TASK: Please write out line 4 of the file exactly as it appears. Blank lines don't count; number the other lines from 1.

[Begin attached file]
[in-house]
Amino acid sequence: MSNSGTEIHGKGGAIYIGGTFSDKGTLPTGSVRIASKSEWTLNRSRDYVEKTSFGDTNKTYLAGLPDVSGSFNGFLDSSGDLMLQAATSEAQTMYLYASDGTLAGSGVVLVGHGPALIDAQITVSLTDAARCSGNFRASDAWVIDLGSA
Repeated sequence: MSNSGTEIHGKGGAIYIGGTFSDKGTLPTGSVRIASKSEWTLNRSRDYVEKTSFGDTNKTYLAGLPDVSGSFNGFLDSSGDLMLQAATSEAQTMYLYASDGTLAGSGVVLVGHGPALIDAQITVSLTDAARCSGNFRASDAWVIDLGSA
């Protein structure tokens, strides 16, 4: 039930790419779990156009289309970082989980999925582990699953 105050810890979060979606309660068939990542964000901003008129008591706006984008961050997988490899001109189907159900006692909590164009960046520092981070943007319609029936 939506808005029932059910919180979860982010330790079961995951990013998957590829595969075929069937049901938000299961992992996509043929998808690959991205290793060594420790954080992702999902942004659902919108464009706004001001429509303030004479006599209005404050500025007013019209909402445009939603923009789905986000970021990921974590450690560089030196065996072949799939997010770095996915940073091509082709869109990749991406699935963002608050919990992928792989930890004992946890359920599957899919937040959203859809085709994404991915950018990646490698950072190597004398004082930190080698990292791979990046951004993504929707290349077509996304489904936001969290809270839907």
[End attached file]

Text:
């Protein structure tokens, strides 16, 4: 039930790419779990156009289309970082989980999925582990699953 105050810890979060979606309660068939990542964000901003008129008591706006984008961050997988490899001109189907159900006692909590164009960046520092981070943007319609029936 939506808005029932059910919180979860982010330790079961995951990013998957590829595969075929069937049901938000299961992992996509043929998808690959991205290793060594420790954080992702999902942004659902919108464009706004001001429509303030004479006599209005404050500025007013019209909402445009939603923009789905986000970021990921974590450690560089030196065996072949799939997010770095996915940073091509082709869109990749991406699935963002608050919990992928792989930890004992946890359920599957899919937040959203859809085709994404991915950018990646490698950072190597004398004082930190080698990292791979990046951004993504929707290349077509996304489904936001969290809270839907």